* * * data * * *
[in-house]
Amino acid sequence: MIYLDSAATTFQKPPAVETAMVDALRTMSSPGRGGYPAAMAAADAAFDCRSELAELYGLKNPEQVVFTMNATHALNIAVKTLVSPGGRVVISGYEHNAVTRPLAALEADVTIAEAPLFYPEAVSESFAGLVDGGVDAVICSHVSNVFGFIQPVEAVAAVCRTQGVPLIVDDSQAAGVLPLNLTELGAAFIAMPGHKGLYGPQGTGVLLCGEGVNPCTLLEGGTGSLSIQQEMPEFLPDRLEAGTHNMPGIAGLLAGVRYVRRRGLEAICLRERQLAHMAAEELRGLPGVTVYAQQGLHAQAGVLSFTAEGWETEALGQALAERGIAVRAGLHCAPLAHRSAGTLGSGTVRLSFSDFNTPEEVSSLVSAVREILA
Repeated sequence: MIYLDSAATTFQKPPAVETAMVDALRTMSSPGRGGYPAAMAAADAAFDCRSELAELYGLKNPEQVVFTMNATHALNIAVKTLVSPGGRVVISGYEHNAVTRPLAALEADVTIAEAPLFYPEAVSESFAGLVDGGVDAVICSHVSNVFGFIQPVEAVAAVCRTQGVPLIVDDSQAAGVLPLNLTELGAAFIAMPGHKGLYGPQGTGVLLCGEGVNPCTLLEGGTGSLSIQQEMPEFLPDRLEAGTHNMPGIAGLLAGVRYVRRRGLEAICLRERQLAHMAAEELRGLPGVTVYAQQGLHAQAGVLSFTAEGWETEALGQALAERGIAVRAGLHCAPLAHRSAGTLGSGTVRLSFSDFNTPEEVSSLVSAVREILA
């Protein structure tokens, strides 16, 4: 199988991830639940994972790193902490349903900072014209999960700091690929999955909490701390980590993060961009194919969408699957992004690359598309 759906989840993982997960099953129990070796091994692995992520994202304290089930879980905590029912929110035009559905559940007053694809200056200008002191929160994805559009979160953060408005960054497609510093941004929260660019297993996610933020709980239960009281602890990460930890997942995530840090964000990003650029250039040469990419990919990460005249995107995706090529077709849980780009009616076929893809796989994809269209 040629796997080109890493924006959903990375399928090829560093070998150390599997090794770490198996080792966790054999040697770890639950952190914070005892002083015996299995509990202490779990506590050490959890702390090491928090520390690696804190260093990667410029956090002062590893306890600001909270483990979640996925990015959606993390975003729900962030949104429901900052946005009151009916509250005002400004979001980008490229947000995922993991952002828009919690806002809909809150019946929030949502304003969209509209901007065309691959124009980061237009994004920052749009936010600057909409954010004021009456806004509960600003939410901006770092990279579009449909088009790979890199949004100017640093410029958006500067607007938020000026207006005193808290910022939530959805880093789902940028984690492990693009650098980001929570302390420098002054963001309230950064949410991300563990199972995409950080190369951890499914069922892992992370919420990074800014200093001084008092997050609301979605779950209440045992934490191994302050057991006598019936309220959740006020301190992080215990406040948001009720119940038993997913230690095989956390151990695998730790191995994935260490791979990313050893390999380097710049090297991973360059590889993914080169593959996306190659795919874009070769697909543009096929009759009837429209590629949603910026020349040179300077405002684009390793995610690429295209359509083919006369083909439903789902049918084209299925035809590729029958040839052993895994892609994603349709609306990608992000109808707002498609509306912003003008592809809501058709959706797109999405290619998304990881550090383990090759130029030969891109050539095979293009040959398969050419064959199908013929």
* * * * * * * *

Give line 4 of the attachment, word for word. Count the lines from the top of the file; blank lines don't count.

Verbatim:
């Protein structure tokens, strides 16, 4: 199988991830639940994972790193902490349903900072014209999960700091690929999955909490701390980590993060961009194919969408699957992004690359598309 759906989840993982997960099953129990070796091994692995992520994202304290089930879980905590029912929110035009559905559940007053694809200056200008002191929160994805559009979160953060408005960054497609510093941004929260660019297993996610933020709980239960009281602890990460930890997942995530840090964000990003650029250039040469990419990919990460005249995107995706090529077709849980780009009616076929893809796989994809269209 040629796997080109890493924006959903990375399928090829560093070998150390599997090794770490198996080792966790054999040697770890639950952190914070005892002083015996299995509990202490779990506590050490959890702390090491928090520390690696804190260093990667410029956090002062590893306890600001909270483990979640996925990015959606993390975003729900962030949104429901900052946005009151009916509250005002400004979001980008490229947000995922993991952002828009919690806002809909809150019946929030949502304003969209509209901007065309691959124009980061237009994004920052749009936010600057909409954010004021009456806004509960600003939410901006770092990279579009449909088009790979890199949004100017640093410029958006500067607007938020000026207006005193808290910022939530959805880093789902940028984690492990693009650098980001929570302390420098002054963001309230950064949410991300563990199972995409950080190369951890499914069922892992992370919420990074800014200093001084008092997050609301979605779950209440045992934490191994302050057991006598019936309220959740006020301190992080215990406040948001009720119940038993997913230690095989956390151990695998730790191995994935260490791979990313050893390999380097710049090297991973360059590889993914080169593959996306190659795919874009070769697909543009096929009759009837429209590629949603910026020349040179300077405002684009390793995610690429295209359509083919006369083909439903789902049918084209299925035809590729029958040839052993895994892609994603349709609306990608992000109808707002498609509306912003003008592809809501058709959706797109999405290619998304990881550090383990090759130029030969891109050539095979293009040959398969050419064959199908013929």